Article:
From a Luthier‘s Notes: “Sustain, or the metaphysical position of
the classical guitar in organology”
Under this rather monstrous title, I would like to share some thoughts I have about one of the most important aspects of sound which we commonly call ”sustain“. Other than acousticians, a guitarist or lute player talking about ”sustain“ usually refers to the duration of a played note, while in acoustics, the term „sustain“ refers to the part of
the note where the amplitude is rather stable before it decays – a part which by definition doesn’t exist in any plucked sound. Or does it?
Let me quote Julian Bream:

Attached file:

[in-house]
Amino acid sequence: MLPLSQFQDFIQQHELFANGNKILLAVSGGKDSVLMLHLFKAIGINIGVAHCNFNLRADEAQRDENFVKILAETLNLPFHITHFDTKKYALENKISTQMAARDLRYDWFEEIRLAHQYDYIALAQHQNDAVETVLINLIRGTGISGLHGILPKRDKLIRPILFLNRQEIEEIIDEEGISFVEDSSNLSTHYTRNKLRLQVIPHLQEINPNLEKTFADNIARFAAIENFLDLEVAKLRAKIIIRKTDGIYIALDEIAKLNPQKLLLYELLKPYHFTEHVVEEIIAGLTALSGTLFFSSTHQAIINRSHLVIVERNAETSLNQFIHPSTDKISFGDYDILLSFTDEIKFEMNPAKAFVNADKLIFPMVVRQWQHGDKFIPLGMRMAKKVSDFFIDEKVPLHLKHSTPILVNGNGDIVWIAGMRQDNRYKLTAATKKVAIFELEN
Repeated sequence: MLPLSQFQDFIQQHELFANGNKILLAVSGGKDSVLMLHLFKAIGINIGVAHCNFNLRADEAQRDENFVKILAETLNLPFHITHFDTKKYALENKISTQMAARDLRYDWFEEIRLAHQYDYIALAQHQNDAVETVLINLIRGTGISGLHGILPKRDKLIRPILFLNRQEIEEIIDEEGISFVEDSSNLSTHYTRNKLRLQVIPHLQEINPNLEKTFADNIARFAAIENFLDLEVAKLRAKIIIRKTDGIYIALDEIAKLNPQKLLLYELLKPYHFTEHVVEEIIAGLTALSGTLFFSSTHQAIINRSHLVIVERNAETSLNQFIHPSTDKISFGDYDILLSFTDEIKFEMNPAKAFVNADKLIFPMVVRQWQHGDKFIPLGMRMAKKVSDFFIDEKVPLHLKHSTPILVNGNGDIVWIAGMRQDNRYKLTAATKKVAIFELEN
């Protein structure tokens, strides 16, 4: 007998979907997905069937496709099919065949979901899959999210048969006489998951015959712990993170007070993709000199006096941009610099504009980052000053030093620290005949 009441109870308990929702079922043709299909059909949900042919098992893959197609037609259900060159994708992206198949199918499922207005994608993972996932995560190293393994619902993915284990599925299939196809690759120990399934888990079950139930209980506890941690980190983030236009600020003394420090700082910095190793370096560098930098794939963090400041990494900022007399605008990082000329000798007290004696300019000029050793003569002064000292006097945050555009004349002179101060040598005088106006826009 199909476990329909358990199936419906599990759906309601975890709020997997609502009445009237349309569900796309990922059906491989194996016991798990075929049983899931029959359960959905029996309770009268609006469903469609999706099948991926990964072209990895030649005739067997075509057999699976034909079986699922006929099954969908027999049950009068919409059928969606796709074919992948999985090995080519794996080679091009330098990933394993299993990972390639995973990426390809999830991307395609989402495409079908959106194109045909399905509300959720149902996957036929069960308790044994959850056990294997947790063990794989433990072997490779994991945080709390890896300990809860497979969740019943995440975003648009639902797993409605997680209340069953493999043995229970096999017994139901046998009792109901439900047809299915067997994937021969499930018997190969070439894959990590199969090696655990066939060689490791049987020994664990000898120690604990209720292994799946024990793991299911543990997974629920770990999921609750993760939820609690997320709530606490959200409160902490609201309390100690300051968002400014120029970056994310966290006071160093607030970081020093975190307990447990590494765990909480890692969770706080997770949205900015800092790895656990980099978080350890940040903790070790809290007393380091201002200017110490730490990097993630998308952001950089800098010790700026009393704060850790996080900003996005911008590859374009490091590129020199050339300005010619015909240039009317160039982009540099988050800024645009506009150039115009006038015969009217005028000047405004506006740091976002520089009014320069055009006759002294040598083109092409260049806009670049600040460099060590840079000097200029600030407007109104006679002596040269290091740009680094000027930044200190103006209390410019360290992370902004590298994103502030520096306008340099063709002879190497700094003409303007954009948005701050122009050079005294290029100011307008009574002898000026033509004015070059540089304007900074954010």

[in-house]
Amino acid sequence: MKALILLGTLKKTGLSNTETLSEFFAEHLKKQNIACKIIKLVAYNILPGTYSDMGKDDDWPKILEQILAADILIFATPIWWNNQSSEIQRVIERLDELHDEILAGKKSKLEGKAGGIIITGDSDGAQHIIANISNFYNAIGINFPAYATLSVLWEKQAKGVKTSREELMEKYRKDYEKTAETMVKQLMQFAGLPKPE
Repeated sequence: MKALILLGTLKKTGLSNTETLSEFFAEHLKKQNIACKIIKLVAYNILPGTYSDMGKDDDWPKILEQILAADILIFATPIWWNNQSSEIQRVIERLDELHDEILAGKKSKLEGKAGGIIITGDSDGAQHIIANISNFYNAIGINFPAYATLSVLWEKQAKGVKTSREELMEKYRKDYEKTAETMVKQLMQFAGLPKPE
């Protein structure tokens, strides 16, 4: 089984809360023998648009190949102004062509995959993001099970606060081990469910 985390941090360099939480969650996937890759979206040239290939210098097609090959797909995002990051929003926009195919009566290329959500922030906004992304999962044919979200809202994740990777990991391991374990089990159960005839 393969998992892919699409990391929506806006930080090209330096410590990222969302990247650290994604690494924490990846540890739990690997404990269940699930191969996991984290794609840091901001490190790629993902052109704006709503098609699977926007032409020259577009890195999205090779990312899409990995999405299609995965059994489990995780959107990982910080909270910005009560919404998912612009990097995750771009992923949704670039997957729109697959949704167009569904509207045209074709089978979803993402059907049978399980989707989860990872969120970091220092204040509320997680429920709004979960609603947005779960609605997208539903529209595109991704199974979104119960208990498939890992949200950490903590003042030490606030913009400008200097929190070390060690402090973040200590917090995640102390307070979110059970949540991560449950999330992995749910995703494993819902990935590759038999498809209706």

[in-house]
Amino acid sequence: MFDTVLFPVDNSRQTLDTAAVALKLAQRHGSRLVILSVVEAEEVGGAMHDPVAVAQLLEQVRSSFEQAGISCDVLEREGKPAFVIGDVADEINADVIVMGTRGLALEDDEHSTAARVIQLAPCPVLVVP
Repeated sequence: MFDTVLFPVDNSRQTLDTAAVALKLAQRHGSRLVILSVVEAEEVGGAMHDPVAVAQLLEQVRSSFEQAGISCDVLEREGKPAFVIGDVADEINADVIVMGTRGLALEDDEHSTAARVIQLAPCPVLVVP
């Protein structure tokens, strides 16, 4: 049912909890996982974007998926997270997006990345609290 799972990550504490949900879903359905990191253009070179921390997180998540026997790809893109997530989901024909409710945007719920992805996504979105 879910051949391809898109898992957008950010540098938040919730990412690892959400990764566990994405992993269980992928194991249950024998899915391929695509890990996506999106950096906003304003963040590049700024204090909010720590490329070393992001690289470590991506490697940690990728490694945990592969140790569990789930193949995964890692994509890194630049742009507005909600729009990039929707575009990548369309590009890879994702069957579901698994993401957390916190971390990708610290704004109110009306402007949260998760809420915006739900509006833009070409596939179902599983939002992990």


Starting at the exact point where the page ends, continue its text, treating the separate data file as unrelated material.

„I think there is something fascinating about plucked sound. The plucked instruments, most of them, if not all, come from the east, and perhaps it has to do with eastern mysticism and religious experience, but plucked sound has a remarkable quality, because the actual pluck is the apex of the sound, and thereafter it dies. And if you are playing a phrase of, say, six or seven notes, you’re dealing really with six or seven births and six or seven deaths. We hate death and we don’t know how to deal with it. So, in fact, we sustain our lives as long as possible. The excitement is also in the spaces
between the notes. And therein lies the perk of plucked sound.“1 Another, more prosaic, way to describe plucked sound would be to say it is a percussive sound with a clearly audible pitch. Generally, when we look at musical instruments… read more